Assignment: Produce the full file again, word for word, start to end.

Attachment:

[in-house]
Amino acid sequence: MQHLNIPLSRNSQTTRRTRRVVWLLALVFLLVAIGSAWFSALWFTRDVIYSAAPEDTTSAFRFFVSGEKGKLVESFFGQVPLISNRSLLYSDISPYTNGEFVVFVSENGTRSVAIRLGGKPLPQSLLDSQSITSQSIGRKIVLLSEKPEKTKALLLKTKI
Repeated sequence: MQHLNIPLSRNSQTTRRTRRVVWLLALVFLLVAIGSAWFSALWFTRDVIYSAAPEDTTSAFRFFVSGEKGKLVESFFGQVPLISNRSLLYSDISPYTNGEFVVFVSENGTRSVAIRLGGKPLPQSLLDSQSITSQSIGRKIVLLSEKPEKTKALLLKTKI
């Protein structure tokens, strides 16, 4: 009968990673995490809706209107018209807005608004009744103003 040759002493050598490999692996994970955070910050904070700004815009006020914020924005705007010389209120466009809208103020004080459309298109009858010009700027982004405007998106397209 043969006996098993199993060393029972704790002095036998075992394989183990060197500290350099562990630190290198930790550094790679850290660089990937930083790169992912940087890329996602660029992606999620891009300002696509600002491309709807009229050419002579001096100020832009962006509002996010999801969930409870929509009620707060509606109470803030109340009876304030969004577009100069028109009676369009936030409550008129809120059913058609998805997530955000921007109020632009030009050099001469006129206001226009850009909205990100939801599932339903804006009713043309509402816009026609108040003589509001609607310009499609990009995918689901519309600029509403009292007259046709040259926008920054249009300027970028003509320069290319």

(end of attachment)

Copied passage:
[in-house]
Amino acid sequence: MQHLNIPLSRNSQTTRRTRRVVWLLALVFLLVAIGSAWFSALWFTRDVIYSAAPEDTTSAFRFFVSGEKGKLVESFFGQVPLISNRSLLYSDISPYTNGEFVVFVSENGTRSVAIRLGGKPLPQSLLDSQSITSQSIGRKIVLLSEKPEKTKALLLKTKI
Repeated sequence: MQHLNIPLSRNSQTTRRTRRVVWLLALVFLLVAIGSAWFSALWFTRDVIYSAAPEDTTSAFRFFVSGEKGKLVESFFGQVPLISNRSLLYSDISPYTNGEFVVFVSENGTRSVAIRLGGKPLPQSLLDSQSITSQSIGRKIVLLSEKPEKTKALLLKTKI
């Protein structure tokens, strides 16, 4: 009968990673995490809706209107018209807005608004009744103003 040759002493050598490999692996994970955070910050904070700004815009006020914020924005705007010389209120466009809208103020004080459309298109009858010009700027982004405007998106397209 043969006996098993199993060393029972704790002095036998075992394989183990060197500290350099562990630190290198930790550094790679850290660089990937930083790169992912940087890329996602660029992606999620891009300002696509600002491309709807009229050419002579001096100020832009962006509002996010999801969930409870929509009620707060509606109470803030109340009876304030969004577009100069028109009676369009936030409550008129809120059913058609998805997530955000921007109020632009030009050099001469006129206001226009850009909205990100939801599932339903804006009713043309509402816009026609108040003589509001609607310009499609990009995918689901519309600029509403009292007259046709040259926008920054249009300027970028003509320069290319």